John J. Cassano
My research group studies the weather and climate of the polar regions to better understand the processes that link the atmosphere to the underlying ocean, sea ice, ice sheet and land surfaces. We conduct field work in both polar regions and deploy automatic weather stations and unmanned aerial systems (UAS) to observe the polar atmospheric boundary layer. We use satellite and reanalysis data and output from weather and climate models to provide a broader perspective than is possible with our in-situ observations alone. We synthesize our understanding of polar climate through the application of regional climate models in our research.
Our group’s observational activities in the polar regions focus on the atmospheric boundary layer. In the Antarctic we deploy automatic weather stations as well as instrumented towers to observe the near-surface atmospheric state. The use of UAS allows us to observe a greater depth of the atmosphere than is possible with ground-based in-situ observations alone. Taken together the surface based and UAS observations provide us with data over the entire depth of the boundary layer - the portion of the atmosphere that directly interacts with the underlying surface. We have led or taken part in 6 UAS field campaigns in the Antarctic since 2009 including several late winter campaigns. Currently our Antarctic research is focused in West Antarctica where the largest ice sheet warming on the continent has been observed over the past several decades.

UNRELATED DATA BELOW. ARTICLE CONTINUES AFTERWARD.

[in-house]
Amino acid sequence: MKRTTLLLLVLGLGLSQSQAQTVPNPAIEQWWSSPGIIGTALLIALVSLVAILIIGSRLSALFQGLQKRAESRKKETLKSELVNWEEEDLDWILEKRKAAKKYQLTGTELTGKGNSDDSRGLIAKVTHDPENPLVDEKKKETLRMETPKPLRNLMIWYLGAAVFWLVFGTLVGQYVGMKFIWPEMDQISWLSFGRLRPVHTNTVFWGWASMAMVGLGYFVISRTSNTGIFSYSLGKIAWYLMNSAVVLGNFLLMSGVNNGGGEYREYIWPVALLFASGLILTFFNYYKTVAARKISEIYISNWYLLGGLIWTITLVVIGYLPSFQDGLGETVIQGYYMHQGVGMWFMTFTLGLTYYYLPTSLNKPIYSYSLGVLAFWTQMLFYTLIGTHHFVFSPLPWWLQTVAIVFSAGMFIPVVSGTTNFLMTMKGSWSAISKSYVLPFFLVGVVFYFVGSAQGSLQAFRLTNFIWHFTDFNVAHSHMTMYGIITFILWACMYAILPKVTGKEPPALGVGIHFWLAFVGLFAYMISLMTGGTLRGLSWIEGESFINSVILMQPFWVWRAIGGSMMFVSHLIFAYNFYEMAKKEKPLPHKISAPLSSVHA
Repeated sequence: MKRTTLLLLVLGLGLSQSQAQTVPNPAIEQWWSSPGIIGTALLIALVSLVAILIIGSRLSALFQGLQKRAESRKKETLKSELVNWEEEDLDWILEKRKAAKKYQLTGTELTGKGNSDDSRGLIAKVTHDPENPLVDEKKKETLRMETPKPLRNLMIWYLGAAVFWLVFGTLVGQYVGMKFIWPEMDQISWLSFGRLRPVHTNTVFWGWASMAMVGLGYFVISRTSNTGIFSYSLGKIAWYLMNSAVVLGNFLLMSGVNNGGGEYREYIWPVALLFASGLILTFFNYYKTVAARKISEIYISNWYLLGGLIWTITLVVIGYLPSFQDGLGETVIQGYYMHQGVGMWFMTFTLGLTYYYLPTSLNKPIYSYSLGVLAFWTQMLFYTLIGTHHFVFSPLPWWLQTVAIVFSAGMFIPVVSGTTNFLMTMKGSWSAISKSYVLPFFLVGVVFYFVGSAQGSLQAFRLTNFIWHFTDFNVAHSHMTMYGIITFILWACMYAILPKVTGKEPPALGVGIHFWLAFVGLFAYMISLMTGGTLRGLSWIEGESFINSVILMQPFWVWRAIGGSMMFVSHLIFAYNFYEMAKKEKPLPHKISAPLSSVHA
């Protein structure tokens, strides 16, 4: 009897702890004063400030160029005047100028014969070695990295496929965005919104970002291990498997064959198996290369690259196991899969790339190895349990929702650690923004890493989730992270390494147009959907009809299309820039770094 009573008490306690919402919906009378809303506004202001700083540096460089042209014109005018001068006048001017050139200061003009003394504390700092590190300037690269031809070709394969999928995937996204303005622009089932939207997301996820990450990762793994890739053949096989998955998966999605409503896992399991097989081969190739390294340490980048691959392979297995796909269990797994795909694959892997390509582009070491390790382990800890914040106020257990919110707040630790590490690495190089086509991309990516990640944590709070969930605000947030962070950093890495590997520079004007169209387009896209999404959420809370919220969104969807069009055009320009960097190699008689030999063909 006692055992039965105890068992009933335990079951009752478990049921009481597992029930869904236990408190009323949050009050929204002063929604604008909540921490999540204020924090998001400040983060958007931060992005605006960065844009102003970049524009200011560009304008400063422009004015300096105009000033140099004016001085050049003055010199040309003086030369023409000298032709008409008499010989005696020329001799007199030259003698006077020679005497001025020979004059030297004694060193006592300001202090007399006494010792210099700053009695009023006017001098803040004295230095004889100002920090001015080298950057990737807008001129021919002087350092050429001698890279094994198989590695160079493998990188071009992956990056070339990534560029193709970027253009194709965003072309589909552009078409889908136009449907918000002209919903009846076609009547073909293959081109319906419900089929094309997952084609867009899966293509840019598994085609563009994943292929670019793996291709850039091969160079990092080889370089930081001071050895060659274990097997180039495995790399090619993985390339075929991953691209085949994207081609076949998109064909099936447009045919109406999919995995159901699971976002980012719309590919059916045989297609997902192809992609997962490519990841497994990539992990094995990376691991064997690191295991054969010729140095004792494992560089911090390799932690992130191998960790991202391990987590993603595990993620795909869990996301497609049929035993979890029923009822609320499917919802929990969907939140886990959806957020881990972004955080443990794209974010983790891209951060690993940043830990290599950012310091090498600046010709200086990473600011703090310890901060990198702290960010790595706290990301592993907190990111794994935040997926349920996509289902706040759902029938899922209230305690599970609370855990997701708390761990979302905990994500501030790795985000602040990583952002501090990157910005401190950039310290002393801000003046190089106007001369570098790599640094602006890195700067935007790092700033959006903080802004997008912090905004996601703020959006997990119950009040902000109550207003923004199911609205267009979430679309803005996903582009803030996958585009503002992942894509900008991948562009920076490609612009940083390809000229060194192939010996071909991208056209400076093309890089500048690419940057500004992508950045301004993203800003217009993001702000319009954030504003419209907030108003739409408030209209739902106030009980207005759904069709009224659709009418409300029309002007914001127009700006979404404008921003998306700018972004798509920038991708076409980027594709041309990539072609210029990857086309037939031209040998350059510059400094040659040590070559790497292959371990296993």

In 2020 our group will take part in the largest Arctic field campaign ever - the Multi-disciplinary drifting Observatory for the Study of Arctic Climate (MOSAiC). During the MOSAiC campaign the German Polarstern icebreaker will be frozen into the Arctic sea ice and drift across the Arctic for an entire year. More than 300 scientists from 17 nations will make measurements of the atmosphere, ocean, sea ice, and biogeochemistry of the central Arctic. Our group will conduct hundreds of UAS flights, from late winter to summer, to provide high time and space resolution observations of the atmospheric boundary layer. The data that we collect will be one piece of a comprehensive dataset for understand the physical processes that shape the Arctic climate system.
Our larger-scale studies of the polar climate system, using reanalysis data and climate modeling, currently focuses on the role of storms and other high impact weather events on the coupled climate system. We are developing a comprehensive database of Arctic cyclones in several atmospheric reanalysis products as well as from the Regional Arctic System Model (RASM) to determine how cyclones of varying intensity impact Arctic sea ice as they traverse thick and thin ice and areas of open water, low and high ice concentration. Evidence suggests that episodic events, such as individual storms, can have a large impact on sea ice loss and our study seeks to gain insights into the physical processes that are most critical for modulating storm - ice interactions.